Tafenoquine: Treatment for relapsing Babesia
In a case report entitled “Use of tafenoquine to treat a patient with relapsing babesiosis with clinical and molecular evidence of resistance to azithromycin and atovaquone,” Marcos and colleagues describe an immunocompromised patient with Babesia microti who received treatment with tafenoquine after experiencing several relapses. 
A 36-year-old man was hospitalized in 2019 due to unexplained fevers he had been having for two weeks. He was later diagnosed with Babesia with 8.5% of his blood showing the parasite.
He had been diagnosed with granulomatosis with polyangiitis in 2001 and was considered immunocompromised related to treatment 2 years earlier with rituximab, a monoclonal antibody used for immunotherapy. The man had also been treated with methotrexate, cyclophosphamide and steroids.
The man’s initial treatment for Babesia included atovaquone and azithromycin for 10 days. The atovaquone was 750 mg once daily instead of twice daily. Two months later he relapsed. His blood smear was again positive. He was treated with azithromycin plus atovaquone for 12 weeks with clearing of the parasite.
Two months later he had his second relapse. Atovaquone plus azithromycin were again prescribed for an additional 45 days. Clindamycin was added for two weeks because of a persistent positive blood smear for Babesia.
Two months later he had a third relapse. “A blood sample was tested for genetic evidence of drug resistance to either azithromycin or atovaquone, and at least partial resistance to both azithromycin and atovaquone was found, although this was not known until August 2020,” the authors wrote.
Babesia treatment: 4 drug combination
The doctors then switched treatment to include a four drug combination. “Therefore, on 1/29/20 the patient was started on a malarone®-based 4 drug regimen that included high dose azithromycin at 1000 mg per day, plus clindamycin orally at 450 mg three times per day, plus a 750 mg dose of atovaquone (in addition to the 1000 mg/day of atovaquone received as part of the malarone® drug therapy) for 41 days,” according to the authors. Tafenoquine is marketed under the name Krintafel in the US.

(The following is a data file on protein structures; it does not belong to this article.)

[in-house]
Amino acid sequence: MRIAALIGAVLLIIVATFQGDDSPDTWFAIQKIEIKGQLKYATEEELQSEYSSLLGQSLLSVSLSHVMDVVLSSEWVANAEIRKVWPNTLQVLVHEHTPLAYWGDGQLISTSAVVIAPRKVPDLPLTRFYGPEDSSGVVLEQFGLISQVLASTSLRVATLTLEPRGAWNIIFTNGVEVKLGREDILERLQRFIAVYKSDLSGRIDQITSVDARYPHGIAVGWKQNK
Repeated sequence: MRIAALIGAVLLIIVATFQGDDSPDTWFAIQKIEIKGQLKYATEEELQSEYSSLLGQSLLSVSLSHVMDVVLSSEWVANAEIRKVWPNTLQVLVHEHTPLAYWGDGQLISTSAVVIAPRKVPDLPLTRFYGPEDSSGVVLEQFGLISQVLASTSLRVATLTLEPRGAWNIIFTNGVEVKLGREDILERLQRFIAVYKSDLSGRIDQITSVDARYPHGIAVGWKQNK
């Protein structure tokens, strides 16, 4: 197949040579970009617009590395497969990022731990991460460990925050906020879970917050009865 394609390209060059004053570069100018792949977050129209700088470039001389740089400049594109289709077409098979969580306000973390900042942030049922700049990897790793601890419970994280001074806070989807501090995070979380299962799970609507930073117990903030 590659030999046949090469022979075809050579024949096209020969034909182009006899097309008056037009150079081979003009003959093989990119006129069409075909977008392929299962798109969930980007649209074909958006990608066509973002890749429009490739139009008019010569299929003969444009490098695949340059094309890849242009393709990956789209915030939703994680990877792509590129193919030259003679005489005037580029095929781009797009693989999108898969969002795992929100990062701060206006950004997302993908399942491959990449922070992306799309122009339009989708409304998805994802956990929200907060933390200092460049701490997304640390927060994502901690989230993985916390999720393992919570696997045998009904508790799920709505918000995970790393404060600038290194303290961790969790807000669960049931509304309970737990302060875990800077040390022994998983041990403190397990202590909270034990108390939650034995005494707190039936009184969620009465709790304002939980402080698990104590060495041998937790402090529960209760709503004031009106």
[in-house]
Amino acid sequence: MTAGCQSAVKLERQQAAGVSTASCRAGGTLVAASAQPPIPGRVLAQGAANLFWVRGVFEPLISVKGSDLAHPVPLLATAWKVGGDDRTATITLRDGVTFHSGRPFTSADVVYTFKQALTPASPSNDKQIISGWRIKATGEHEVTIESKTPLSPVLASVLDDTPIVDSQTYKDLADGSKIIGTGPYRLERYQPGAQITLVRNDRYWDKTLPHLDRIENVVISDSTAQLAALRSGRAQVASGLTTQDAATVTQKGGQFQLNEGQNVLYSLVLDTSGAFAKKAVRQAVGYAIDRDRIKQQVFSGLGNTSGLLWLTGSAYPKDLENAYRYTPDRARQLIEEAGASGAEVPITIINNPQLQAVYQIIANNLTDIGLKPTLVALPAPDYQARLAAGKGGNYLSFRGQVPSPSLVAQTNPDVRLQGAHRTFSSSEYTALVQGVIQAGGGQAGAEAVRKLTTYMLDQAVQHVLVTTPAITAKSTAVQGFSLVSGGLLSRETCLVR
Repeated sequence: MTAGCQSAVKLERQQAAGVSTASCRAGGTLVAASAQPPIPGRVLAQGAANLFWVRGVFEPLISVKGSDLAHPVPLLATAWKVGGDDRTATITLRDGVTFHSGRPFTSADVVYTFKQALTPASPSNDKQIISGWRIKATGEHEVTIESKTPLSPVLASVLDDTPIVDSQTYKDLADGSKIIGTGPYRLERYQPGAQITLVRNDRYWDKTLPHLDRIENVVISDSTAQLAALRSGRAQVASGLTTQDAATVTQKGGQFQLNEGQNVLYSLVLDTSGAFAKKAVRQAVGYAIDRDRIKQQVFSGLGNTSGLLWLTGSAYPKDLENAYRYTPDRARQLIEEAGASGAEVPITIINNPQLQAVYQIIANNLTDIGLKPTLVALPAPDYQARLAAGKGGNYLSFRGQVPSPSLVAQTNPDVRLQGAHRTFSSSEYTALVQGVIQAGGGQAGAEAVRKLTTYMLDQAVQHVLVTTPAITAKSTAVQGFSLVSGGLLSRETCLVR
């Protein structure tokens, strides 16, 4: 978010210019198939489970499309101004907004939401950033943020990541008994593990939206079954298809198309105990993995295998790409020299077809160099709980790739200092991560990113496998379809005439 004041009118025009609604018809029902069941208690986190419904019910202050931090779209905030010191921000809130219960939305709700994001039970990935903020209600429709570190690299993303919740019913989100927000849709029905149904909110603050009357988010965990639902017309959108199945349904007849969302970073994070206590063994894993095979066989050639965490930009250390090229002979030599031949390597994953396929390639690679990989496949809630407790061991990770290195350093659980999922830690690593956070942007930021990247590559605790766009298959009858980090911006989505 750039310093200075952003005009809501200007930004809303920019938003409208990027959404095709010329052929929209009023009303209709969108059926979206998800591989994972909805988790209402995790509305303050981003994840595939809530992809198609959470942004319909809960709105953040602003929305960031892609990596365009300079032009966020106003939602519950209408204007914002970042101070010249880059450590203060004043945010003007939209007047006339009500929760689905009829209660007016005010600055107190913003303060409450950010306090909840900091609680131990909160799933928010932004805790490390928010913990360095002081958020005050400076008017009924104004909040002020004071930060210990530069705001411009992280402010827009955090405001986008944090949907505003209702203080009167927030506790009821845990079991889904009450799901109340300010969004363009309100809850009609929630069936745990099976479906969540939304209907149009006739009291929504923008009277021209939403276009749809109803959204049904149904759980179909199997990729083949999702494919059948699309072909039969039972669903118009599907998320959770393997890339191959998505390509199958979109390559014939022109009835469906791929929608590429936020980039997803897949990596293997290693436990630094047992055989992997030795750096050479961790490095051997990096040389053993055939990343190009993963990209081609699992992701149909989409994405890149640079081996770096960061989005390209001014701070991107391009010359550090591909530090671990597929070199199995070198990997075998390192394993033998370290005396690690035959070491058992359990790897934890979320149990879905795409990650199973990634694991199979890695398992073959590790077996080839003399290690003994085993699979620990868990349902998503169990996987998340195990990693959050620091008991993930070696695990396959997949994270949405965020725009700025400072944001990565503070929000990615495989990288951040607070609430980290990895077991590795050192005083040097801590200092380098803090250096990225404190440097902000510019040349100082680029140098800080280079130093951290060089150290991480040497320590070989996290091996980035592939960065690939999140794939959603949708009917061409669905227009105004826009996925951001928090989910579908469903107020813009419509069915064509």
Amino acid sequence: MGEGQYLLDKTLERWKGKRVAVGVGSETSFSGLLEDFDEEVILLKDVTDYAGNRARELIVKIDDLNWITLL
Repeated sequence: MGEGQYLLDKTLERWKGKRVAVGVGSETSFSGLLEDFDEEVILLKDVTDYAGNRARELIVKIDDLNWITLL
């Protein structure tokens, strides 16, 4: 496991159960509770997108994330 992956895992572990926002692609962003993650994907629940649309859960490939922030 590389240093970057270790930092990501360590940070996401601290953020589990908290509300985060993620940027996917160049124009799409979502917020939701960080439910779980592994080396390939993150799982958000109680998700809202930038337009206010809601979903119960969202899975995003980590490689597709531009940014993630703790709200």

The patient, however, remained ill and was started on a 6-week regimen of tafenoquine alone.
“Tafenoquine is an 8-aminoquinoline primaquine analogue that received United States Food and Drug Administration approval in 2018 for two indications: prophylaxis of malaria for up to 6 months in total duration and prevention of relapse of Plasmodium vivax malaria,” the authors wrote. Note: In animal models, tafenoquin was able to rapidly clear Babesia microti parasites.
It was determined that the patient did not have a psychiatric history, a glucose-6-phosphate dehydrogenase deficiency, or QT interval changes before prescribing tafenoquine.
The patient responded well to the Babesia treatment. However, investigators were not able to determine if the success was from tafenoquine or the weeks of therapy leading up to tafenoquine.
“Experimental data from 3 different studies conducted using hamsters or mice, including highly immunocompromised mice (severe combined immunodeficiency [SCID] mice) have demonstrated that tafenoquine can rapidly clear Babesia microti parasites.”¹
They concluded, “Therefore, this single drug regimen may be of potential clinical importance, especially for treating highly immunocompromised patients with babesiosis, who require a minimum of at least 6 weeks of treatment, often extending into many months.”
Editor’s note: The authors did not address the possibility that the patient might have Babesia duncani, which was originally identified on the West Coast of the U.S. but is now found in the East, as well. Babesia duncani has at times been difficult to treat.
The case of an untreated Babesia infection
Wide range of Babesia symptoms and presentations: 5 cases
Geriatric Babesia cases are rising and may require longer treatment
- Marcos LA, Leung A, Kirkman L, Wormser GP. Use of tafenoquine to treat a patient with relapsing babesiosis with clinical and molecular evidence of resistance to azithromycin and atovaquone. IDCases. 2022;27:e01460. doi:10.1016/j.idcr.2022.e01460
Of the several people I know with Babesia duncani (including myself) NOT ONE has been able to eradicate it with any combination of drugs and/or herbs.
Most of us have the same issue with PC.
I can’t even get them to test for other issues. I begged for years and finally got 2 additional tests when I tested positive for qfever. Then the PC said he didn’t know what to do with the results.
Contacted the health department and they referred me back to the same pc.
Tested positive to B. Duncani multiple times, treated with many different AB, including ATovaquone, Malarone, for over a year, they symptoms come back as when I go off AB, and only partially resove when on them, I gave up.
There seems to be no protocol on treating Lyme & Babesia or real diagnostic tool to know what I we are suffering from, a bunch of guessing and very expensive too. The LLMD medicine is really a guessing game with a bunch of AB. & herbs / vitamins based on hearsay, also copy and paste of what the famous Dr. Horowitz or Dr. Jemsek may have speculated sometime in the past. LLMD’s are hesitant to go all in on IVIG or intv. AB, leave it up to the patient to run around to convince someone to treat them. They dont even know when to stop, usually ends when the patient has spent all they got and are coming to term with the pain.
Primary care physicians I have seen say it’s one of the following herniated disk, fibro myalgia, sleep apnea, stress, pre diabetic, and when I developed all of this in such a short period of time, I am told we dont know (or dont care)
I have given up hope.